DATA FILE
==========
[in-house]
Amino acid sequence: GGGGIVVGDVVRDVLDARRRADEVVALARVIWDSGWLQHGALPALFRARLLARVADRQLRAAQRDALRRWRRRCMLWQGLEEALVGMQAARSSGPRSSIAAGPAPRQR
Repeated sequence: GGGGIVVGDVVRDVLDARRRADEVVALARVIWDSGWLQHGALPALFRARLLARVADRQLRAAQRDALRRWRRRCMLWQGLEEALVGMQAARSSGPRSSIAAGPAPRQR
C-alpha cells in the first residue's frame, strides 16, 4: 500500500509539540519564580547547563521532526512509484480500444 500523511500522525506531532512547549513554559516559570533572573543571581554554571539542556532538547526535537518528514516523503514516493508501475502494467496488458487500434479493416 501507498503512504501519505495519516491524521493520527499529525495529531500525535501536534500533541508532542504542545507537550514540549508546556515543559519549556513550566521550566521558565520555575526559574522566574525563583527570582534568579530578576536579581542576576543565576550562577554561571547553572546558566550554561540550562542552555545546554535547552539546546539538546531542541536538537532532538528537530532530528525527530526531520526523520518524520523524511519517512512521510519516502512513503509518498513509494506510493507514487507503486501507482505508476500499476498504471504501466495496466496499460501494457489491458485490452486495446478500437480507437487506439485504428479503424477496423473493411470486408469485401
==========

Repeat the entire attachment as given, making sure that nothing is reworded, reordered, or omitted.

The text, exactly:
[in-house]
Amino acid sequence: GGGGIVVGDVVRDVLDARRRADEVVALARVIWDSGWLQHGALPALFRARLLARVADRQLRAAQRDALRRWRRRCMLWQGLEEALVGMQAARSSGPRSSIAAGPAPRQR
Repeated sequence: GGGGIVVGDVVRDVLDARRRADEVVALARVIWDSGWLQHGALPALFRARLLARVADRQLRAAQRDALRRWRRRCMLWQGLEEALVGMQAARSSGPRSSIAAGPAPRQR
C-alpha cells in the first residue's frame, strides 16, 4: 500500500509539540519564580547547563521532526512509484480500444 500523511500522525506531532512547549513554559516559570533572573543571581554554571539542556532538547526535537518528514516523503514516493508501475502494467496488458487500434479493416 501507498503512504501519505495519516491524521493520527499529525495529531500525535501536534500533541508532542504542545507537550514540549508546556515543559519549556513550566521550566521558565520555575526559574522566574525563583527570582534568579530578576536579581542576576543565576550562577554561571547553572546558566550554561540550562542552555545546554535547552539546546539538546531542541536538537532532538528537530532530528525527530526531520526523520518524520523524511519517512512521510519516502512513503509518498513509494506510493507514487507503486501507482505508476500499476498504471504501466495496466496499460501494457489491458485490452486495446478500437480507437487506439485504428479503424477496423473493411470486408469485401